They include contractors who are supplementing the labor of overworked government bureaucrats, big investors who are buying up failed banks taken over by the federal government, and lobbyists helping businesses receive a chunk of the bailout money. And there is PennyMac, led by Kurland, 56, once the soft-spoken No. 2 to Angelo Mozilo, the perpetually tanned former chief executive of Countrywide and the firm's public face.

Kurland has raised hundreds of millions of dollars from big players such as BlackRock, the investment manager, to finance his startup. Having sold off close to $200 million in stock before leaving Countrywide, Kurland has also put up some of his own cash.

While some critics are distressed that Kurland and his team are back in business, the executives say that PennyMac's operations serve as a model for how the federal government, working with the nation's banks, can help stabilize the housing market and lead the nation out of the worst recession in decades.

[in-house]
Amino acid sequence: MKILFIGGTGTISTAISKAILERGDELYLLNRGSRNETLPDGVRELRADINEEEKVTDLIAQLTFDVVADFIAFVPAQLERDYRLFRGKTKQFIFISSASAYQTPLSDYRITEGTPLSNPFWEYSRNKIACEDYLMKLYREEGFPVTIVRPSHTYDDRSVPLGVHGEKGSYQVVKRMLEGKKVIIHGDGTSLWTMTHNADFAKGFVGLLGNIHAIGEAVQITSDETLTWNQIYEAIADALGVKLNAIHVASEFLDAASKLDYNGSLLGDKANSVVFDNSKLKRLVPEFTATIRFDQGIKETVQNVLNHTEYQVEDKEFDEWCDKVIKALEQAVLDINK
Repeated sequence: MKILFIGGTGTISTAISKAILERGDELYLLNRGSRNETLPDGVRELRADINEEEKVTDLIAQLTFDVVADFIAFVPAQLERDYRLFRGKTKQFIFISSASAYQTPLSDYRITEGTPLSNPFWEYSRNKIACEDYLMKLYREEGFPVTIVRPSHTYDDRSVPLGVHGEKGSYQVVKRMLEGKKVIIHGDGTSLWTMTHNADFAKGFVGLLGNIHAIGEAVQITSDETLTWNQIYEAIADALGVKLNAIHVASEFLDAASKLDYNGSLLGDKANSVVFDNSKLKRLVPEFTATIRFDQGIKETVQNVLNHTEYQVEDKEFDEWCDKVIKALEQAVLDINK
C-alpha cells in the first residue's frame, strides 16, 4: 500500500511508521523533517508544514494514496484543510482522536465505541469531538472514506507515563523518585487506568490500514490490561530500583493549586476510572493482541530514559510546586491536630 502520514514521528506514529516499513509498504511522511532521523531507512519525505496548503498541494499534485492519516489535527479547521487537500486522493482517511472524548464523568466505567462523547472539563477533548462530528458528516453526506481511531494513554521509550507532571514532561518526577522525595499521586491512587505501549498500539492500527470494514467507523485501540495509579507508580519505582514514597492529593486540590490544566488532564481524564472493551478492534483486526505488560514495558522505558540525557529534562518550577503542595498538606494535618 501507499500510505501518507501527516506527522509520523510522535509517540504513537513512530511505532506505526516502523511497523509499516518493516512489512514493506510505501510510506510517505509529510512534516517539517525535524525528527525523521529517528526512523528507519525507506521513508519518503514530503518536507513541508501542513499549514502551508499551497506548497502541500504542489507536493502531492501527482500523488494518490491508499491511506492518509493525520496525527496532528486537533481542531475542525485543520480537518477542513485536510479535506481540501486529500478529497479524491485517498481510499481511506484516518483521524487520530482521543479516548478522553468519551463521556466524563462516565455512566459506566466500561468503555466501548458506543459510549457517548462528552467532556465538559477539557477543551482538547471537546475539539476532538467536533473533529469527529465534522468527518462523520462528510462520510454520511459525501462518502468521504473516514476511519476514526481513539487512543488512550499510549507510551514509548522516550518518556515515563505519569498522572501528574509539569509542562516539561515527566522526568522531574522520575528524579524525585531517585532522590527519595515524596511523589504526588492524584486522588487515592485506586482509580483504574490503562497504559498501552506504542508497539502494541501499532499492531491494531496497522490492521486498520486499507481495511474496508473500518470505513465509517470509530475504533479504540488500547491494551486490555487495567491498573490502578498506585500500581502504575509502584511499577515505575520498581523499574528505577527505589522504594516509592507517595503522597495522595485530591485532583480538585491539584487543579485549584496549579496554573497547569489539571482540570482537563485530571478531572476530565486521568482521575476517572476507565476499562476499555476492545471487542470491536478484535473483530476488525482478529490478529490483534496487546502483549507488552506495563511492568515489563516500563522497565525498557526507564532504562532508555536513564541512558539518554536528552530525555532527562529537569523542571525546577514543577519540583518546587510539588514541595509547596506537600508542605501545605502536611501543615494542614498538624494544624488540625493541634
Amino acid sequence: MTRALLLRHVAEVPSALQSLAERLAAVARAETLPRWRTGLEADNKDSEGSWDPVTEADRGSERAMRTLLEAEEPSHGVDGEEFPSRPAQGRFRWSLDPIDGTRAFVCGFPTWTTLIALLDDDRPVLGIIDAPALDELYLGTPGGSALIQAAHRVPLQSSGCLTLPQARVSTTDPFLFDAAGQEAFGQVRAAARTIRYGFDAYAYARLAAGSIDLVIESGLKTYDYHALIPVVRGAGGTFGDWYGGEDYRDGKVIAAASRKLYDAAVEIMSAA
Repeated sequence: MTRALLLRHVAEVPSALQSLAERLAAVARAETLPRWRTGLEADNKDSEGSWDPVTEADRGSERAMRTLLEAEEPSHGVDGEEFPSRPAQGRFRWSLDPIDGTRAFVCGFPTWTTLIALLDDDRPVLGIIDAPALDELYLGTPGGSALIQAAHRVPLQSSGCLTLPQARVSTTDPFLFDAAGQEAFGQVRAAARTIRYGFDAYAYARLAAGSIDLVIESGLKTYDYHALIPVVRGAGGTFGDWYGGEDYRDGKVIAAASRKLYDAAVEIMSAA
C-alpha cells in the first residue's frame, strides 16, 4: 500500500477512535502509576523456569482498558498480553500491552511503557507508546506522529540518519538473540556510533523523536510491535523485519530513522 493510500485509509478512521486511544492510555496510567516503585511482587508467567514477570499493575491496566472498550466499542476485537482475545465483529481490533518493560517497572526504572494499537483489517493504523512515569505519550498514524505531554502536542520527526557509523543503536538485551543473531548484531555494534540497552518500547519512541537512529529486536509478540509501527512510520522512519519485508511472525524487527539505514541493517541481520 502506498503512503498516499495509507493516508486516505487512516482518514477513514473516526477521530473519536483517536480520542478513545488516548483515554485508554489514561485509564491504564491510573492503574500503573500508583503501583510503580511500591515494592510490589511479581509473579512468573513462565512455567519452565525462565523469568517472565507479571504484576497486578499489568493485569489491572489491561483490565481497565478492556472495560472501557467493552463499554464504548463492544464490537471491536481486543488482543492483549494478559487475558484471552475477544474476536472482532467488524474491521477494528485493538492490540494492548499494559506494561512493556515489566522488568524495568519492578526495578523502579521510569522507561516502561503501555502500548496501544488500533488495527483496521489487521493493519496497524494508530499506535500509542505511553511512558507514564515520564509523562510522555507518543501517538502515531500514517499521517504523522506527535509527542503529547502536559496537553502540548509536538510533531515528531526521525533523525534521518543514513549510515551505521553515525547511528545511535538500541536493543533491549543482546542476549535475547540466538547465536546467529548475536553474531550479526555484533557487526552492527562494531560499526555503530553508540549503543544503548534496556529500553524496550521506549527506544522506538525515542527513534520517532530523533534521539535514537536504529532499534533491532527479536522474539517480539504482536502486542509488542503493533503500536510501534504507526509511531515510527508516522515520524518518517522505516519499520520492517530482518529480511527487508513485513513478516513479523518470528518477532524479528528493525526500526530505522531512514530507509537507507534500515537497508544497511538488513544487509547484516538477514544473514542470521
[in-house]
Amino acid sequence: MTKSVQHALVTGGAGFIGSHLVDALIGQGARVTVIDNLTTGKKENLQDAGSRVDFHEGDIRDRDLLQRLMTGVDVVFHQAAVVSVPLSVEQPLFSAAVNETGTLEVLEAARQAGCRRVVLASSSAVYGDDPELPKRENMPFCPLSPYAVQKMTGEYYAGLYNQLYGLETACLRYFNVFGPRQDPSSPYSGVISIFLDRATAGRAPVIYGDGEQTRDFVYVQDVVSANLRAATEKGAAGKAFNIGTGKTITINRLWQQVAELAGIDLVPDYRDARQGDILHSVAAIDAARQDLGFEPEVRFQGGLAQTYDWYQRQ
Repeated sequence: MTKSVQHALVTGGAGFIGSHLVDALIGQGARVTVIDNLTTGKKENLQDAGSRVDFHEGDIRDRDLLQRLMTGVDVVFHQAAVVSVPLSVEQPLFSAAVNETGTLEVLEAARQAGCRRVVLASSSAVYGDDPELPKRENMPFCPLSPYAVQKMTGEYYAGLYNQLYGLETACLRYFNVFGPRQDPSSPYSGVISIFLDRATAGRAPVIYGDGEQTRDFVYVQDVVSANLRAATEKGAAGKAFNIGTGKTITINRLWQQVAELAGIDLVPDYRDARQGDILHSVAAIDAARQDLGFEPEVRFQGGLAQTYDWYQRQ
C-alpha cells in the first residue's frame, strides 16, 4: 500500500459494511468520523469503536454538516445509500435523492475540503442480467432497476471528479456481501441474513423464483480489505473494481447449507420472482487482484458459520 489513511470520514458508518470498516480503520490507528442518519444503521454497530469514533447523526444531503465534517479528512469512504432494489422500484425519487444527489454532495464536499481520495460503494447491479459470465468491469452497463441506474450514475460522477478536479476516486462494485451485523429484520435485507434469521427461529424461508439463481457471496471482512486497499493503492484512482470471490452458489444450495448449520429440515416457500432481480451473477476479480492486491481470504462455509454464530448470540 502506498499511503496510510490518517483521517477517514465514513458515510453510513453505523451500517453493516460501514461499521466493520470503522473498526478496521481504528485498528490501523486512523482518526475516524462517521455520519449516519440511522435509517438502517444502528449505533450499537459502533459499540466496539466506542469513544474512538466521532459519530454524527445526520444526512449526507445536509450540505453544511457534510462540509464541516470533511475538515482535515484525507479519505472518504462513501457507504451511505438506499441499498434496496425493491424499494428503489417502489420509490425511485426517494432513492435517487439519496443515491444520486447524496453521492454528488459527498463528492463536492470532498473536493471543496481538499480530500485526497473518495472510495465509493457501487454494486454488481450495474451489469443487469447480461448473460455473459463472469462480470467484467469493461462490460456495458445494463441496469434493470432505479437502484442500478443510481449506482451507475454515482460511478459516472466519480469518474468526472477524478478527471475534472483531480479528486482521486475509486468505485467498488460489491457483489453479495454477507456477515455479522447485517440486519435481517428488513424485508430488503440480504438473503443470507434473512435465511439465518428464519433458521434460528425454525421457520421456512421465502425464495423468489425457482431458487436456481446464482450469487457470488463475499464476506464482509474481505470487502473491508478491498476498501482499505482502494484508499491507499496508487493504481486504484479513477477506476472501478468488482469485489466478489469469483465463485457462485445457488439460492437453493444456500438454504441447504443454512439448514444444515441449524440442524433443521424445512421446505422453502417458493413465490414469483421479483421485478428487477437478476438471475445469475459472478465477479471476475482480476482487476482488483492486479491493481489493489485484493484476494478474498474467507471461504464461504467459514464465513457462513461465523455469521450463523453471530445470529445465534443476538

“It is very important to the entire team here to be part of a solution,” Kurland said, standing in his office, which has views of the nearby Santa Monica Mountains.

It is quite evident that their efforts – and the nascent government program to encourage other private investors to work with lenders – are helping many distressed homeowners.

“Literally, their assistance saved my family's home,” said Robert Robinson, of Felton, Pa., whose interest rate was cut by more than half, making his mortgage affordable again, even though he recently lost his job.

But to some, it is disturbing to see Kurland and his former Countrywide executives in the industry again.